Bartenders pride themselves on their unflappability, being able to dispense a triple shot of Fernet with the same cool mien as a bottle of Bud. But if you want to see a barman’s chill exterior crumble, here’s a suggestion — order four shots of vermouth, up, with a lemon water chaser to clear your palate. Chances are good that the mask will slip for a moment as he or she pours the syrupy concoctions into shot glasses and lays them before you.
The reason for my vermouth flight was simple: I was gearing up to taste Atsby, a small batch vermouth that recently hit the market, and figured that, in order to write a fair review, I would need to sample the competition. This didn’t seem like a particularly big sacrifice at the time. A few hours later, as I dealt with a stomachful of syrup and a bad case of sugar shock, I rethought my strategy.
My notes from that evening are a little depressing: syrupy sweet, with notes of film canister…tastes like corn syrup served from a metal canteen…
It isn’t hard to figure out why vermouth has such a bad reputation — not to mention flavor. Most blends are made with bland wine, boosted with grain alcohol and inexpensive sweeteners. While the herbs and botanical flavorings tend to be trade secrets, the low price and questionable flavor of the standard vermouth suggest that most producers aren’t using top-of-the-line ingredients.
Franzia mixed with dulce de leche…eye makeup remover with hints of thyme and caramel…
It doesn’t have to be like this. Vermouth has an impressive pedigree: it takes its name from the German word for wormwood, the key ingredient in absinthe. In fact, for years, it was the only legal source for thujone, the psychoactive compound that gives the green fairy her wings. This may help explain why the martini, perhaps the most lyricized of all the classic cocktails, has a reputation as an aphrodisiac: in addition to reducing anxiety, thujone is famed for its ability to warm the heart…and other extremities.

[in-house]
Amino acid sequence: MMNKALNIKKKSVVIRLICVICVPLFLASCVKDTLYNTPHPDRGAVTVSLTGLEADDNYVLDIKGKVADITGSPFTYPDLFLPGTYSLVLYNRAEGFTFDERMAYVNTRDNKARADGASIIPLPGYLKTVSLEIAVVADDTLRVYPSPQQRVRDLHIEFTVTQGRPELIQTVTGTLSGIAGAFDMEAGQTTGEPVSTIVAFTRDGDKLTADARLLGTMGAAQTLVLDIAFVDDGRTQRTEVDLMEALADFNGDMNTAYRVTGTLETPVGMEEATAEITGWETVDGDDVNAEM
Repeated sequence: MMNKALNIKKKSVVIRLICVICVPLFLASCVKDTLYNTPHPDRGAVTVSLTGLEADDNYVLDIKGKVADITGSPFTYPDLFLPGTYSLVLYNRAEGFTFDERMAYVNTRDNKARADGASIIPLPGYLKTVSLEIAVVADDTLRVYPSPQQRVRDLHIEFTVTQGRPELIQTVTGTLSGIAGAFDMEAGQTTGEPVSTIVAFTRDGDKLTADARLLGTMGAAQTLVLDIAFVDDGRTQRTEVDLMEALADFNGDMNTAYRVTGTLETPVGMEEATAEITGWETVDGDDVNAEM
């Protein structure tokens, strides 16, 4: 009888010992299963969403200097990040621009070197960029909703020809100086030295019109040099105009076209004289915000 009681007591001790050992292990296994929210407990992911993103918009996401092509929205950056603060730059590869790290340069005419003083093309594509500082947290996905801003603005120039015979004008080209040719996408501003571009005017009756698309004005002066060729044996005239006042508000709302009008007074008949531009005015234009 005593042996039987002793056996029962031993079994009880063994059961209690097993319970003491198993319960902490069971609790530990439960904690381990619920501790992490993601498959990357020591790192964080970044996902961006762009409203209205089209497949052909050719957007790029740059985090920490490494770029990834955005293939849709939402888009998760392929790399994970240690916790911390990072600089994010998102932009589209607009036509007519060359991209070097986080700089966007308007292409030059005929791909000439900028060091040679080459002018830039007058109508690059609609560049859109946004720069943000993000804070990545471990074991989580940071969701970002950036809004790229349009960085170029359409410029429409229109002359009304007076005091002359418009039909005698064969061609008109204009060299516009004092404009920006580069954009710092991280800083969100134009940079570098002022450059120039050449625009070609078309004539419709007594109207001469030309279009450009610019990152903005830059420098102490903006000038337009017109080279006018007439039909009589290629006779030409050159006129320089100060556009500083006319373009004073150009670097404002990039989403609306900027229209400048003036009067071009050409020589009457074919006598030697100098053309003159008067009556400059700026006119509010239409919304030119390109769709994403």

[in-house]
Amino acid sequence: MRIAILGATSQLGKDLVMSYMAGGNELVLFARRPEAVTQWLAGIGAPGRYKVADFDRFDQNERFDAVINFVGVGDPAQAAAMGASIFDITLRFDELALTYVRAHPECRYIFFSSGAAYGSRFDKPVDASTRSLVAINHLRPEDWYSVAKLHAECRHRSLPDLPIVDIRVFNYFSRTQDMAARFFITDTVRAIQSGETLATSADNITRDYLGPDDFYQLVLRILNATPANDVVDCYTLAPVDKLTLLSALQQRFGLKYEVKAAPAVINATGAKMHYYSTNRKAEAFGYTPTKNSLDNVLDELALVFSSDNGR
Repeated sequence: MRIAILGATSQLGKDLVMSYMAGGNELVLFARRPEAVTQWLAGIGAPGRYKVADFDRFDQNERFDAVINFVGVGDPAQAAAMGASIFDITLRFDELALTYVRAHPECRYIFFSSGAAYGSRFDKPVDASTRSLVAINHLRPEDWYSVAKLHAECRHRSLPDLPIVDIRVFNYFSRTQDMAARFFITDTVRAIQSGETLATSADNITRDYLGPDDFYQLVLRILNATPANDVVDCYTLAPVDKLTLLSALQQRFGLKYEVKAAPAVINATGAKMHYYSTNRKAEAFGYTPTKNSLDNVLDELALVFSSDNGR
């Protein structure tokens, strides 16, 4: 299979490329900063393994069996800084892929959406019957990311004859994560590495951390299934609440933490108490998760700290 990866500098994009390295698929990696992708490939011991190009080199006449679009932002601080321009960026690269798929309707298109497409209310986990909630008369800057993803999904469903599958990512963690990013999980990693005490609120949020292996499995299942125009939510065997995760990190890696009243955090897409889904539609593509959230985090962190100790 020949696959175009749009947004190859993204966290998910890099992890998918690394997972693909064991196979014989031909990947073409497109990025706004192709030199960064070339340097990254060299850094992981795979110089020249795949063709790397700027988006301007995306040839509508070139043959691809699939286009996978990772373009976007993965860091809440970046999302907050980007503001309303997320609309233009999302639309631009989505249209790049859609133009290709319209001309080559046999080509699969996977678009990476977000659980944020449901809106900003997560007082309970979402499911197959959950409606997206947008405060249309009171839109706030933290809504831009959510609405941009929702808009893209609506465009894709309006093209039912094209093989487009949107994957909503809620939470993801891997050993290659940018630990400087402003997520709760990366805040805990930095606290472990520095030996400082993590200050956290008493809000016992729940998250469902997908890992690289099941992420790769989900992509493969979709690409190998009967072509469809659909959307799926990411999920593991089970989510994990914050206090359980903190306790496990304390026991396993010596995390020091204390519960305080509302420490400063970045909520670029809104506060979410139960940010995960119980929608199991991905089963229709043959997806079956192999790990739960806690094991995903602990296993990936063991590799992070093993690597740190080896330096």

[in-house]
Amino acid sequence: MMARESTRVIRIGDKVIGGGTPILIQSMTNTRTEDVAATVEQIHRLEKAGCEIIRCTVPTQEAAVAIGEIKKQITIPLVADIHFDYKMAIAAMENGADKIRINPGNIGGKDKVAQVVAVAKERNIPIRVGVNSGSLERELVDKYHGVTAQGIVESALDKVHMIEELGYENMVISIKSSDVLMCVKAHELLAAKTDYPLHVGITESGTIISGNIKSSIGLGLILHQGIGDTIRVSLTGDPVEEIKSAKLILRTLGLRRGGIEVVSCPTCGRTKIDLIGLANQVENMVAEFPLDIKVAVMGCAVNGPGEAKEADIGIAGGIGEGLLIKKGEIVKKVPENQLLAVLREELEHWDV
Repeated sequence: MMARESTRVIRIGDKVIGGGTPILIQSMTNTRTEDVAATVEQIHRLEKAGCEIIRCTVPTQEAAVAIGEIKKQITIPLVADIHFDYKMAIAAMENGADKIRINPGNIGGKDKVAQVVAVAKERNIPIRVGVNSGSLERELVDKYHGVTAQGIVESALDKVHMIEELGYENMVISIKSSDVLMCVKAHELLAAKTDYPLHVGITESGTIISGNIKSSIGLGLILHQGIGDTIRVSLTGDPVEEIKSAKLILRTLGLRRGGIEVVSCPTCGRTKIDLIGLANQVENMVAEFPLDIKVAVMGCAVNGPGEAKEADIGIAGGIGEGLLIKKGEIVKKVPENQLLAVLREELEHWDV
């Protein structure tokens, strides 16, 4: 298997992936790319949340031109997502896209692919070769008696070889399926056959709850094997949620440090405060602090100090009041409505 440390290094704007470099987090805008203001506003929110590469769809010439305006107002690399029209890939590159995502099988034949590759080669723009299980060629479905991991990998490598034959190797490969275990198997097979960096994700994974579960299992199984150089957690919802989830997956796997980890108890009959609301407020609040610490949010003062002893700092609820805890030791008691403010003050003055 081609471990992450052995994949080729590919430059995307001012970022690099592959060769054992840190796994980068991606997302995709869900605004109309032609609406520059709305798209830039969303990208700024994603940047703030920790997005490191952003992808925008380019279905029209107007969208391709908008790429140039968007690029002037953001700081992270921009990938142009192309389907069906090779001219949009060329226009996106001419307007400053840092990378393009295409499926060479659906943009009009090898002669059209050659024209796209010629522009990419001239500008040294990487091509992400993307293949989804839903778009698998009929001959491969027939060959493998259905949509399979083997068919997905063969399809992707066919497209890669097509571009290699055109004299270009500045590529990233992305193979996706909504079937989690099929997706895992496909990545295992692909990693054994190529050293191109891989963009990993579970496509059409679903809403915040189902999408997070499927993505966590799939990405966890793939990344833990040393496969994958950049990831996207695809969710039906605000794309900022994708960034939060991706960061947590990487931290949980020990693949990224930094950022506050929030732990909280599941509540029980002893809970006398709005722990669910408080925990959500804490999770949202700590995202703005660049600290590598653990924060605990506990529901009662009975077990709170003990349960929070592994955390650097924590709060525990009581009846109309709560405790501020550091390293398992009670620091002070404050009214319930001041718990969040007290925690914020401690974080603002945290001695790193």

Nail polish remover with overtones of dandelion and chalk…Crystal Light mixed with everclear and Dr. Pepper…The bartender looks worried…
Even apart from the absinthe connection, vermouth has a certain mystery. Long before herbal digestifs and amaros like Chartreuse, Jagermeister and Campari pushed their way into the American liquor cabinet, vermouth was firmly established, one of two herbal-infused tipples that are part of the base standard that every would-be Jerry Thomas has to have in reserve.
The other herb-infused hooch, gin, is in the middle of a renaissance, with microdistillers around the country putting out small batch versions that come jam packed with a rich herbal kick that leaves Gordon’s in the dust. As anyone who’s had a martini with Rogue gin — or Dorothy Parker’s or Bluecoat or even plain old Hendrick’s — can attest, the new batch of gins are worlds apart from the muck your parents swilled. Unfortunately, vermouth hasn’t kept pace.